Monday, November 15 2021

Dive In


He came across a very heated and abusive debate on the handle @GappistanRadio. He tweeted the abusive comment in the heat of the moment, thinking it is okay to do so… We have not retrieved his earlier tweets, but it is clear that he did not think there will be any consequences for his abusive tweet till it became viral.

That’s the Mumbai police explaining why an IIT graduate thought it was okay to issue a rape threat against Virat Kohli’s nine month old baby. FYI: @GappistanRadio is the Twitter handle of an OpIndia writer—and has since been deleted. It’s yet another example of how Twitter “normalises” vicious rhetoric on its platform. The Quint has more on the Mumbai police investigation. A related read: The Swaddle on the class bias in the coverage of his arrest.

Big Story

COP26: Did we put the brakes on global warming?

The TLDR: 190 countries met in Glasgow amid a great sense of urgency about the future of a rapidly warming planet. After two weeks of haggling and compromises, we have an agreement—which offers a far better chance of real change, but without guarantees that it will happen.


Editor’s note: We offered detailed context on this summit in our previous explainer. Do check it out if you haven’t been following COP26 coverage.


First, a quick refresher

What is COP26: COP is shorthand for the Conference of the Parties to the UN Convention on Climate Change—an annual meeting of countries which meet to craft a shared strategy to save the planet. One such meeting—COP21—resulted in the Paris Agreement—which was the first to set the goal of limiting global warming to below 2°C, preferably 1.5°C. 


Why it matters: A number of big reports released this year show that the world is on a catastrophic path. Right now—given the current pledges to cut greenhouse gas emissions—we are on track for an average 2.7°C temperature rise this century! So there was immense pressure on this conference to come up with a plan for immediate and drastic action.


NDCs defined: This shared strategy requires each country to define and commit to their Nationally Determined Contributions—their individual national plan to slash greenhouse gas emissions to meet the Paris Agreement goals.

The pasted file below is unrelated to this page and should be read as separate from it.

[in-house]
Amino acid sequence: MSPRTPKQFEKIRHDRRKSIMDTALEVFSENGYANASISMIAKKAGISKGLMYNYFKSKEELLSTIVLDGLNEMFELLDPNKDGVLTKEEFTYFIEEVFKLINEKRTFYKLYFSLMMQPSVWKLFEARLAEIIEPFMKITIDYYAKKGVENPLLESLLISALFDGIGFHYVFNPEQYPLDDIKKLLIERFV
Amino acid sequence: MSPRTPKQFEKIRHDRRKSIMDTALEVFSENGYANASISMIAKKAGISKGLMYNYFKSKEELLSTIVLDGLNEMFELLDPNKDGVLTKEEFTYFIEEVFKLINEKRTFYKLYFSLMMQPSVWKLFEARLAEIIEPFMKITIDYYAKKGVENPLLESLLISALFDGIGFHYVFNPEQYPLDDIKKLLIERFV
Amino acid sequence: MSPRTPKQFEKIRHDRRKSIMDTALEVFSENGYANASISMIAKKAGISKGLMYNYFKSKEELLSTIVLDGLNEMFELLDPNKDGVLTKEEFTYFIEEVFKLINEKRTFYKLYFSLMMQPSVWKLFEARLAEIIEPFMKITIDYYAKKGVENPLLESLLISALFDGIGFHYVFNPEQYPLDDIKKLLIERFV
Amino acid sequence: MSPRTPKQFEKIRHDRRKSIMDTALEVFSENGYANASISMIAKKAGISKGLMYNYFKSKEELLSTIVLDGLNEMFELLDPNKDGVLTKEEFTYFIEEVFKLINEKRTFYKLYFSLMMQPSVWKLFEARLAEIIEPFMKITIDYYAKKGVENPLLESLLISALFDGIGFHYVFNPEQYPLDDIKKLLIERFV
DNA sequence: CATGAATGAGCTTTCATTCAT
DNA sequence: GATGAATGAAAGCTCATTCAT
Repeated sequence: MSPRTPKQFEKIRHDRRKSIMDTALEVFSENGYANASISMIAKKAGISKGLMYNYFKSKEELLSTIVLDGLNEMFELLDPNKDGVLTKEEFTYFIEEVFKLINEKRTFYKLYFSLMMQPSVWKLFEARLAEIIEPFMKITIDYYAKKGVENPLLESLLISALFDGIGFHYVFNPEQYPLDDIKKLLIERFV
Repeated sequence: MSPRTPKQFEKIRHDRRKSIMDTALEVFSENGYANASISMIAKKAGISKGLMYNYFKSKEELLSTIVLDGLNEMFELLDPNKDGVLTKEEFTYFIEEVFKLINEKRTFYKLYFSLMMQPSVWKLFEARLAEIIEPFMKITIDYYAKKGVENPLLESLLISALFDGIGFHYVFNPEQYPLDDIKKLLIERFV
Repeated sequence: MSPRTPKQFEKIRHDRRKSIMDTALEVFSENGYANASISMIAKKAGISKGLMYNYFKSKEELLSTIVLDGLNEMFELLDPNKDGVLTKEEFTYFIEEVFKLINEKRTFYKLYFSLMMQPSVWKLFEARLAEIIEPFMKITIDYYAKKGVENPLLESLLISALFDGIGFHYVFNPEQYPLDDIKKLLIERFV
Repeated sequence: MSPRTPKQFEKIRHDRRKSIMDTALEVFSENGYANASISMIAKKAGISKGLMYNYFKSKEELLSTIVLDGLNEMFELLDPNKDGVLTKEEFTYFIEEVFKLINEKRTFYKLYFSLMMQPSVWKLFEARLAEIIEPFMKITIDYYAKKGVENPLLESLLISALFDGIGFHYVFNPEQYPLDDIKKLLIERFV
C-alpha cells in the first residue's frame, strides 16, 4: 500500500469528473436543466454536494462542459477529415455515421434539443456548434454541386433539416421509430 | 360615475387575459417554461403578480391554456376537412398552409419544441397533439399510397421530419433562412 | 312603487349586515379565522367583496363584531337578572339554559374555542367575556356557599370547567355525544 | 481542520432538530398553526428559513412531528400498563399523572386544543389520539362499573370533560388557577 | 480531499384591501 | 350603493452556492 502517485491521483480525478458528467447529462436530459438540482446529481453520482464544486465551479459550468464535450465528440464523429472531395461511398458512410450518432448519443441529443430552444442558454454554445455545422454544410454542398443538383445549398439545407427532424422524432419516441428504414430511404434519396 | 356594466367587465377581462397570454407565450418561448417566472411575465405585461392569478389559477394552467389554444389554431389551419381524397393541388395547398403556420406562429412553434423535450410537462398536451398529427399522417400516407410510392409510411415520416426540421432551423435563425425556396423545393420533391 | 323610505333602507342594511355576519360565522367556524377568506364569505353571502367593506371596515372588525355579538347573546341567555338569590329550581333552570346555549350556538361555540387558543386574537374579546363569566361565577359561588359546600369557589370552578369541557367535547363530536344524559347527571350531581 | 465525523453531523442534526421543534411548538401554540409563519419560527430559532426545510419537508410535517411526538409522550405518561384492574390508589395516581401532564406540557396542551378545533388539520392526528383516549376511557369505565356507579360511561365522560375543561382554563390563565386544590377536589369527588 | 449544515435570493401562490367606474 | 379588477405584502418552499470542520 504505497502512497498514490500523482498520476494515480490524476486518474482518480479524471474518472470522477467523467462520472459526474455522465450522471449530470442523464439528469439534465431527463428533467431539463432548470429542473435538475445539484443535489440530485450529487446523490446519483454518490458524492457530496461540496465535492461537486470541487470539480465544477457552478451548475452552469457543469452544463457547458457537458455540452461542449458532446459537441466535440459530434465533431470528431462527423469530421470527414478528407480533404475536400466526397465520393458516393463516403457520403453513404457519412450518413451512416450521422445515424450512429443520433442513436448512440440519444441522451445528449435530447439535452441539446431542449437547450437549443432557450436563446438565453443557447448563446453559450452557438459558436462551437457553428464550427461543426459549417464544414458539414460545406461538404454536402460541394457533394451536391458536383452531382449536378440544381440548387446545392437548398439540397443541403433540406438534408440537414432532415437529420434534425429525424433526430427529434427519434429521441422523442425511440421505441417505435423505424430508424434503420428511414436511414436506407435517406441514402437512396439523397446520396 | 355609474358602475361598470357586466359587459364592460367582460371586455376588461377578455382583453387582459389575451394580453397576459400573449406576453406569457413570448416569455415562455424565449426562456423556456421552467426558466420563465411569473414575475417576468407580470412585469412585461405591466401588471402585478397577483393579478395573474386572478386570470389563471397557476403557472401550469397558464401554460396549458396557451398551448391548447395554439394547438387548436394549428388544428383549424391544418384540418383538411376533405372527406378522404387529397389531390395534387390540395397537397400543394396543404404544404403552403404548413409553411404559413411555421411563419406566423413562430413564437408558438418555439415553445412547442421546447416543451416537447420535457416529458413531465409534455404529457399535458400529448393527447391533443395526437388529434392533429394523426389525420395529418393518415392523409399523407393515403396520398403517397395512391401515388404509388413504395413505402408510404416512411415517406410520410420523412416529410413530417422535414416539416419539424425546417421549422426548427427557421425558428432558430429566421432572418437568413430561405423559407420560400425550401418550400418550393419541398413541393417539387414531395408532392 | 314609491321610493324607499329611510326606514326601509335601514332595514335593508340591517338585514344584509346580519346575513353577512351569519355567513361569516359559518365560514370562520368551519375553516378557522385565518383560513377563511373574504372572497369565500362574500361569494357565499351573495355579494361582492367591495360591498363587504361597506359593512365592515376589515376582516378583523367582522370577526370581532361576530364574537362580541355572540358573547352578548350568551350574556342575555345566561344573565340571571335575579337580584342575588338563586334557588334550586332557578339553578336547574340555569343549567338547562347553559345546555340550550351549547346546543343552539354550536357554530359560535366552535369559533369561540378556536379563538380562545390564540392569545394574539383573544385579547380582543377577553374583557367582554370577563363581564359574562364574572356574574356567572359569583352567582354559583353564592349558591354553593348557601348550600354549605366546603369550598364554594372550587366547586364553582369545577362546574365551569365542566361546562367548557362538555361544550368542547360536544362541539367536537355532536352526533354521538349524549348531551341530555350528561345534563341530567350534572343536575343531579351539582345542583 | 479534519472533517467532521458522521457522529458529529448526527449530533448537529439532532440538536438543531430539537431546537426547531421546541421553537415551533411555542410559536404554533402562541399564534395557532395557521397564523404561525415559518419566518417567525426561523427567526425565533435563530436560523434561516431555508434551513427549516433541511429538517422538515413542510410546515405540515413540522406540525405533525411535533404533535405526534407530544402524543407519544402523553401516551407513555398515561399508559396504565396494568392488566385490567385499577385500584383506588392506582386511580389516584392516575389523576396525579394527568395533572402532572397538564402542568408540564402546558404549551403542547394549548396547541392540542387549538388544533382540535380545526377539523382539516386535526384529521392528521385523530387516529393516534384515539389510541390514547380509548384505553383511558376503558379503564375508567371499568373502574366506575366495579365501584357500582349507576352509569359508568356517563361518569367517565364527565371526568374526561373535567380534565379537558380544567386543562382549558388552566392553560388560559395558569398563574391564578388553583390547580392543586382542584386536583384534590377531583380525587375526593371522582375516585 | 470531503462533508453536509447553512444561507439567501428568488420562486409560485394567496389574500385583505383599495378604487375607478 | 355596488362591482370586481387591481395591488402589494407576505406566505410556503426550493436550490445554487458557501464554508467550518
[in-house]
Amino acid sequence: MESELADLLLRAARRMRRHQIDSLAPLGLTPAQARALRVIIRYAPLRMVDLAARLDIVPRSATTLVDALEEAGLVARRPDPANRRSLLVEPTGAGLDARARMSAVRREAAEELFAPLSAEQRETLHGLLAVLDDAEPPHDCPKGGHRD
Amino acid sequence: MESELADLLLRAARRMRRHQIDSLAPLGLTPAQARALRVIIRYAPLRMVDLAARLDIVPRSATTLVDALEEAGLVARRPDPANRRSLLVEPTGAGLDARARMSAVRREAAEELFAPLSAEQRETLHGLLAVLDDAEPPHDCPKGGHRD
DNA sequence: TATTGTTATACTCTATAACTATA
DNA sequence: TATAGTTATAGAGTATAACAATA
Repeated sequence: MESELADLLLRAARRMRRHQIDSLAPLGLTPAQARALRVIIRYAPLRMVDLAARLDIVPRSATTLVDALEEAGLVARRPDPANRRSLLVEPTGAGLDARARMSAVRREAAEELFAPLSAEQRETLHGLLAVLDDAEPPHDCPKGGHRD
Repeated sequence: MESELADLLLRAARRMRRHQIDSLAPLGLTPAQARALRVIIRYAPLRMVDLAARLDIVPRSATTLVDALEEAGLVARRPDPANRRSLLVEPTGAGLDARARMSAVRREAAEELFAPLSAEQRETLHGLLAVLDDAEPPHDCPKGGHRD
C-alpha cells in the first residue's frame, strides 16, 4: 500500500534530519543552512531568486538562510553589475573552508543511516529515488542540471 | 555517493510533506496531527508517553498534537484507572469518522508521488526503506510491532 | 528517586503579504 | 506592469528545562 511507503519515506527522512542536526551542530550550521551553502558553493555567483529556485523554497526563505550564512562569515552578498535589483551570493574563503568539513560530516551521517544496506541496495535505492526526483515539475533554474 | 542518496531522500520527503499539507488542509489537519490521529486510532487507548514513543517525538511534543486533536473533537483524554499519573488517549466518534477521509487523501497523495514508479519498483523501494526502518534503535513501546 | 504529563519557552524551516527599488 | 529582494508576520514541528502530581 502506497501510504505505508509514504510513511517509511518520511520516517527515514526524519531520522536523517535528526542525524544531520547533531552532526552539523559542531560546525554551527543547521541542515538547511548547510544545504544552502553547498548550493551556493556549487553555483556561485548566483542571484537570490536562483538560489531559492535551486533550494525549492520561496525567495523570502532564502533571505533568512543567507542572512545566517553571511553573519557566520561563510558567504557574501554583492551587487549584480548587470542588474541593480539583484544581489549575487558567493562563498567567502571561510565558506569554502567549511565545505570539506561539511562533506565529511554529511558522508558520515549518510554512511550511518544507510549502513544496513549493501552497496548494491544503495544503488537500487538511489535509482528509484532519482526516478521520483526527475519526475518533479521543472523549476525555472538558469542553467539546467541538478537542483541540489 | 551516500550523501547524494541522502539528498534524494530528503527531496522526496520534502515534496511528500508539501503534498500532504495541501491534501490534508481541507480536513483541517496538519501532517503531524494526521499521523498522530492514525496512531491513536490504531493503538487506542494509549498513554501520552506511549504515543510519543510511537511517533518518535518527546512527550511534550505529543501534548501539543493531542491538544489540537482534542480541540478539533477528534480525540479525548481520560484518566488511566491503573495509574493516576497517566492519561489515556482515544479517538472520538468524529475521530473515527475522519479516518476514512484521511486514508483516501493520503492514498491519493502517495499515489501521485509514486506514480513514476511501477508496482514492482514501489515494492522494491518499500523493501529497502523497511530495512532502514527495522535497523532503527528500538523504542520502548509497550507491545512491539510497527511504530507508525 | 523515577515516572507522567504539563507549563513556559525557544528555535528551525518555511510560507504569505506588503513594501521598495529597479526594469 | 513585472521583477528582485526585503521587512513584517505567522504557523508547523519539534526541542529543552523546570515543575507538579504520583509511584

Aiming for net zero: The term ‘net zero’ refers to the difference between the amount of greenhouse gases produced and the amount removed from the atmosphere. We reach net zero when what we add is equal to what we take out. And if the world hits that target by 2050, we can restrict global warming to 1.5°C.


First, how warm will it get?

Before the summit, the planet was on track to warm by 2.7°C by 2100. The pledges to cut emissions made in the Paris agreement were far too modest to meet the target of limiting global warming to 1.5°C. And most of the countries did not meet their commitments. 


The good news: Thanks to the fresh set of climate pledges—including commitments to achieve net zero—we are now on course to warm by roughly 1.8°C.


Big upside to note: Every fraction of a degree counts when it comes to averting climate change—since even the smallest increase implies more extreme weather and higher sea levels. As a Maldives minister put it, “The difference between 1.5 and 2 degrees is a death sentence for us.” 


And the COP26 agreement keeps that goal of limiting temperature rise to 1.5°C alive—despite fierce resistance from oil-producing countries like Saudi Arabia and Russia:


“The Glasgow pact ‘resolves to pursue efforts to limit the temperature increase to 1.5°C’ and ‘recognizes that limiting global warming to 1.5°C requires rapid, deep and sustained reductions in global greenhouse gas emissions.’ It’s still not an official target, but the greater emphasis on it means that NDCs and other climate goals put forward by countries will be evaluated based on how close they hew to this goal.”


The not-so-good news: The current plans allow emissions to rise 13% by 2030 compared with 2010. Scientists say they must fall 45% to hit the 1.5 degree target. And as this Climate Action Tracker chart makes clear, even the 1.8°C projection is the most optimistic scenario:


Next, let's talk about coal